The Small Business Administration (SBA) and the Department of Veterans Affairs (VA) finalized new regulations, effective October 1, 2018, that govern eligibility to obtain contracts that are set aside for veteran-owned small business and service-disabled veteran-owned small business (collectively, “(SD)VOSB”). The regulatory changes are intended to improve coordination between the VA’s “Vets First” program, which covers (SD)VOSB set-asides issued by the VA, and the SBA’s program, which covers (SD)VOSB set-asides issued by all other government agencies.

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It’s been an eventfulNovember wooden blocks with many-coloured pumpkins and decor against an old wood background November for the Federal Government’s VOSB/SDVOSB programs.  First, the Department of Veterans Affairs (“VA”) issued a proposed rule outlining changes that would drastically change the manner in which eligibility requirements are analyzed (you can read about it here). Now, Congress is proposing additional changes to the VOSB and SDVOSB verification process. 
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VOSB-LOGOLast week, the House of Representatives voted to amend the Department of Transportation’s (“DOT”) definition of Disadvantaged Business Enterprises (“DBEs”) to include Veteran-Owned Small Business Concerns (“VOSBs”).  This was accomplished by passing the “Fairness to Veterans for Infrastructure Investment Act of 2015” (the “Bill”).  As the Bill states, its purpose is to improve contracting opportunities for veteran-owned small business concerns, and that is just what will happen if the Bill is signed into law.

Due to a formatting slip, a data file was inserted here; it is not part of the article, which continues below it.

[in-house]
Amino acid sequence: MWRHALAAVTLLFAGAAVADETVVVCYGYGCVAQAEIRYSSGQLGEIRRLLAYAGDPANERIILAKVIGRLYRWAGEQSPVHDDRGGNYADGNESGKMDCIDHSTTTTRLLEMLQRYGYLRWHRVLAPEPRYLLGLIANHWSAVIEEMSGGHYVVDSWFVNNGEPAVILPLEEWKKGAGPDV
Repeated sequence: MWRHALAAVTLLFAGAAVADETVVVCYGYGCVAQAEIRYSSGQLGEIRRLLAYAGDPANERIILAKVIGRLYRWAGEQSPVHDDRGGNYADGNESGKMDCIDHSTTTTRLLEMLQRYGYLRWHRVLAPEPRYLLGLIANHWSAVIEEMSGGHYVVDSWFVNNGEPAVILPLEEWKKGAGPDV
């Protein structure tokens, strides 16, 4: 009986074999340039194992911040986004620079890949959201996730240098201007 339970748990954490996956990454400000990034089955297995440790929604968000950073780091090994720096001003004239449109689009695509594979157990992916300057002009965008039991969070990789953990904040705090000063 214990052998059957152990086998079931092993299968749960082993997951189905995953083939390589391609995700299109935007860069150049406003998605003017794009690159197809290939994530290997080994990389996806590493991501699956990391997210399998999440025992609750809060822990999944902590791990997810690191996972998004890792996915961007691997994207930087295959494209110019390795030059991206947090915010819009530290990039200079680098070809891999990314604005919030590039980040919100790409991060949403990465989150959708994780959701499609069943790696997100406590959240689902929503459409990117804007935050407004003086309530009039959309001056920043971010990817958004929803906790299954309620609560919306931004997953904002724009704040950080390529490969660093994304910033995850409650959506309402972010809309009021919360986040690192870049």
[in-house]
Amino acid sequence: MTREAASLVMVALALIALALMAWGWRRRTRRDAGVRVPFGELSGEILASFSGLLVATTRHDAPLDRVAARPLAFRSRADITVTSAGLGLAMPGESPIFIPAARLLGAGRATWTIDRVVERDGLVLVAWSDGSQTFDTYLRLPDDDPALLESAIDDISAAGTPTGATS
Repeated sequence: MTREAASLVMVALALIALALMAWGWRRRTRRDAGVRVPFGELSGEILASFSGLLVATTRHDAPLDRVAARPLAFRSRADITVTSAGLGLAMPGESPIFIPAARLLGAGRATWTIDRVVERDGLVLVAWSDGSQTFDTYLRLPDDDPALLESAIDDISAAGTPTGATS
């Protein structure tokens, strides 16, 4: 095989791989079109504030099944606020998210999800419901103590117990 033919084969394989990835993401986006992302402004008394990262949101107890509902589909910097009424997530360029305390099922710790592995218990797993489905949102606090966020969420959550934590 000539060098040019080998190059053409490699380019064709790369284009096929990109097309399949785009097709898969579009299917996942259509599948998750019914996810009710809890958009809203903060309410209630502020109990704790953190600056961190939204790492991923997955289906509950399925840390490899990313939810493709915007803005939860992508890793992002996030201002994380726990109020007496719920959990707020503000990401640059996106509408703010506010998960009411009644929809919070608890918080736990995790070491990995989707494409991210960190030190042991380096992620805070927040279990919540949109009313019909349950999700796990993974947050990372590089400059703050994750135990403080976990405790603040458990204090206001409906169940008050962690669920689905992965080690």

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Listen up, VOSBs and SDVOSBs!  Major changes are in store for the Department of Veterans Affairs’ VOSB/SDVOSB program.

On November 6, 2015, the VA issued a proposed rule, which could drastically change the way the two eligibility requirements for VOSBs and SDVOSBs are interpreted.  The VA explained the changes as follows: 
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You probably already know about set-aside programs offered by the Small Business Administration (SBA) and the Department of Veterans Affairs (VA), but did you know that provisions in your corporate governance documents could ruin your eligibility for those programs? Ed DeLisle and Maria Panichelli’s new article for Onvia covers critical corporate governance provisions that could

Several months ago, we told you about Ambuild Company v. LLC v. U.S., a very important case pending before the Court of Federal Claims (“COFC”).  The AmBuild case was of particular interest to our firm because it concerned the interpretation of a Department of Veterans’ Affairs (“VA”) regulation, which the VA revised following an

Miles Construction, LLC v. United States, No. 12-597C (2013) has been a very important case for SDOVSBs and VOSBs. Our victory in Miles not only resulted in a big win for our client, but it also caused the VA to change its policy regarding transfer restrictions generally, benefitting all veteran-owned companies. Before Miles

On September 11, 2013, the American Legion filed an amicus curiae brief, asking the Federal Circuit to reverse the Court of Federal Claims’ November decision in Kingdomware Technologies, Inc. v. The United States. In Kingdomware, the COFC effectively overturned an important line of Government Accountability Office (“GAO”) decisions affecting VOSBs and SDVOSBs.

On September 30, 2013, the Department of Veterans’ Affairs (VA) issued an interim final rule, announcing that it would maintain authority over VOSB/SDVOSB status protests made in connection with the agency’s “Vets First” contracting program (the “Program”). Back in 2009, when the Program was created, the VA and the Small Business Administration (SBA)